Ailing journalists in Iran’s prisons need urgent UN action, RSF says
Reporters Without Borders (RSF) is alarmed about imprisoned journalists in Iran who are denied medical care when they are ill, and calls for swift action by the UN special rapporteur to ensure that the Iranian authorities respect their obligations regarding the treatment of prisoners.
The victims include Narges Mohammadi and Alieh Motalebzadeh, two women journalists who were arrested at their Tehran homes while on medical furlough from prison on 12 April. They were taken to Tehran’s Evin prison and were then transferred to Qarchak women’s prison. Mohammadi was deprived of her medicine for a week, including the pills she is supposed to take every day since undergoing a heart operation.
After being returned to prison, Motalebzadeh – a photojournalist who is also vice-president of the Press Freedom Defence Association – wrote an open letter to judicial system chief Gholam Hossein Mohseni-Ejei denouncing her arrest “without a legal warrant” and her persecution by officials working for the intelligence ministry and for Amin Vaziri, the deputy prosecutor responsible for prisoners of conscience at Evin prison.
As she has served a third of her sentence, the law says she should have been released but instead the regime prefers to “crack down on the resistance in prison by allowing sick prisoners to die,” she wrote.
On 23 April, Mohammadi and Motalebzadeh were notified that they are now subject to a “medical furlough ban for six and three months, respectively” and that a complaint has been brought against them by the Iranian prisons organisation.
The victims of mistreatment and neglect in Iran’s prisons also include Alireza Saghafi, a freelance journalist and member of the Iranian Writers’ Association who used to edit Rah Ayandeh, a magazine closed in 2010, and Naghd Noo, also now closed. He was transferred from Kachooie prison in the city of Karaj to a nearby hospital with high blood pressure on 21 April, only to be returned to his prison cell a few hours later.
Arrested in Karaj on 14 March along with several other participants in an event to mark dissident writer Samad Shabani’s death, the 69-year-old Saghafi was taken to Kachooie prison to serve the one-year jail sentence he received from a Karaj court in September 2019 for “anti-government propaganda.” His family reports that, ever since his arrest, he has been suffering not only from high blood pressure but also constant fatigue linked to his age and the prison food.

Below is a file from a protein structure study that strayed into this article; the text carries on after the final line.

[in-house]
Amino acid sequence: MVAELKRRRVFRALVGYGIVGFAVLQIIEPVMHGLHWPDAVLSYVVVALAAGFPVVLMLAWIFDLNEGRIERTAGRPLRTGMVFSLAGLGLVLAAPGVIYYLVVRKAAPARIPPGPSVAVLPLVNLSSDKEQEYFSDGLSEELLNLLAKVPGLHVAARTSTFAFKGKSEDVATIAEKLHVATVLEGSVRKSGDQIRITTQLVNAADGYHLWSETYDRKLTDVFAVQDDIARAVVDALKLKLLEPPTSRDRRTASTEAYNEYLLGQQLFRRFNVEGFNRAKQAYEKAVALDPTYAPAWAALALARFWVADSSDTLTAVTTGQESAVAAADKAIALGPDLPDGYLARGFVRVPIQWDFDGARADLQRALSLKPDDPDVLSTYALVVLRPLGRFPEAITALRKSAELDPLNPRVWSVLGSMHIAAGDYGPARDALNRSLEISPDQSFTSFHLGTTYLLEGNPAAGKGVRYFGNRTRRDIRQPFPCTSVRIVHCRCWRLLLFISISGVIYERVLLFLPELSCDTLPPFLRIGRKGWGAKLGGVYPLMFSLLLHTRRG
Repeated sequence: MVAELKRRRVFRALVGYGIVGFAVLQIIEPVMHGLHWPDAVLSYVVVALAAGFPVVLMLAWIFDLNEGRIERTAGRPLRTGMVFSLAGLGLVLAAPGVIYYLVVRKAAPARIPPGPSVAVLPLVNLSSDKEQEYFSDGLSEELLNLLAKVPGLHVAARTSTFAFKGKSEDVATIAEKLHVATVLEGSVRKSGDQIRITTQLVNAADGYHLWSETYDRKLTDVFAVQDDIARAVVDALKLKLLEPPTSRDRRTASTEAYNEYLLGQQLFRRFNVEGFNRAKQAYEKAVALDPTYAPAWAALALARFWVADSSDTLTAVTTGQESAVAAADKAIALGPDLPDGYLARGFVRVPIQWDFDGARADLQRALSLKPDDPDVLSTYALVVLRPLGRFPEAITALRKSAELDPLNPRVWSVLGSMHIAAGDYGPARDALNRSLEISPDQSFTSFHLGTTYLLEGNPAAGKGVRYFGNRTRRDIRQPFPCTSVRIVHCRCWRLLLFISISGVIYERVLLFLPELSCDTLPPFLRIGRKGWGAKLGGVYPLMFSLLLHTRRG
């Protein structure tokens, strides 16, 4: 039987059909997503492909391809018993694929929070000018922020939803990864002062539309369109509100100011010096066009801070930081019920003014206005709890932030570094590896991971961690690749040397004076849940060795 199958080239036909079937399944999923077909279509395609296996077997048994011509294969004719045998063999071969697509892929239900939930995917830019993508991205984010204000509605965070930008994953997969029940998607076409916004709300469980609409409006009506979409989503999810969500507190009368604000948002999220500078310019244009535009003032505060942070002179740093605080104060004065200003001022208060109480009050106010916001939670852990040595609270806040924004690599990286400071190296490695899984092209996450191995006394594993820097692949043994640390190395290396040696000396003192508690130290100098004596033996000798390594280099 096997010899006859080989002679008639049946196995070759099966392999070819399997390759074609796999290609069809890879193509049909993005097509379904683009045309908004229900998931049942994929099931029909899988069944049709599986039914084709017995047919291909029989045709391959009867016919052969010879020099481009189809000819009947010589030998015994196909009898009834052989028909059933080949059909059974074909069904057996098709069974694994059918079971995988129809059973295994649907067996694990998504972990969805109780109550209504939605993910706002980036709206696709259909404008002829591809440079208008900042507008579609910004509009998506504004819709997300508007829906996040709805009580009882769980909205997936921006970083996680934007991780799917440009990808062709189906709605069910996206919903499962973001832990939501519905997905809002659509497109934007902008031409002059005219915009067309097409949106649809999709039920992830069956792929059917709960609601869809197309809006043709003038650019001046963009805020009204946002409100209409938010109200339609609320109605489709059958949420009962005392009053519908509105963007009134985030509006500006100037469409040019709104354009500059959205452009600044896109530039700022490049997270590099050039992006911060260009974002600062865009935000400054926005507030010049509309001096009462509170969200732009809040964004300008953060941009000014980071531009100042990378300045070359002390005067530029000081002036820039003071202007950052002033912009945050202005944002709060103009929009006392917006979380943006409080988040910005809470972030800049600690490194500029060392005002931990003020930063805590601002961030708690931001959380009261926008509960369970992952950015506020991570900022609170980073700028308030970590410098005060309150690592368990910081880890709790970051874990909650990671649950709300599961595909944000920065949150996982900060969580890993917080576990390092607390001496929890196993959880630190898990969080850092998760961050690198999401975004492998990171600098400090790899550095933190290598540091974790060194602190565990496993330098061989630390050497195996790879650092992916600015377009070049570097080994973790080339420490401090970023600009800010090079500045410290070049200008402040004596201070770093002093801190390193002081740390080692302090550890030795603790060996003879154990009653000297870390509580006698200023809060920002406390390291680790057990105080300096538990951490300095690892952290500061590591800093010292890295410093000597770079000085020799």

Reza Khandan Mahabadi, a 60-year-old journalist who is also a member of the Iranian Writers’ Association, was also forced to return to his prison cell on 5 April despite still having respiratory problems since being hospitalised in early January with a severe case of Covid-19.
A third member of the Iranian Writers’ Association, Baktash Abtin, died on 8 January as a result of not being treated promptly when he caught Covid-19 in Tehran’s Evin prison. RSF reiterates the request it made to the UN on 15 January for the creation of an independent international commission of enquiry into this journalist’s death.
The UN special rapporteur on the human rights situation in Iran is Javaid Rehman, who was reappointed by the UN Human Rights Council for another year during its 49th session.
“Under international human rights law, Iran’s prison authorities have an absolute obligation to ensure the health and well-being of detainees placed under their control by providing them with appropriate, adequate and timely medical care,” said Reza Moini, the head of RSF’s Iran-Afghanistan desk. “Javaid Rehman must do everything possible to put a stop to these cases of deprivation of care, which are flagrant violations of the right to health of prisoners and the ban on inhuman and degrading treatment enshrined in the International Covenant on Civil and Political Rights, to which Iran is a party.”
The Islamic Republic of Iran is ranked 174th out of 180 countries in RSF's 2021 World Press Freedom Index.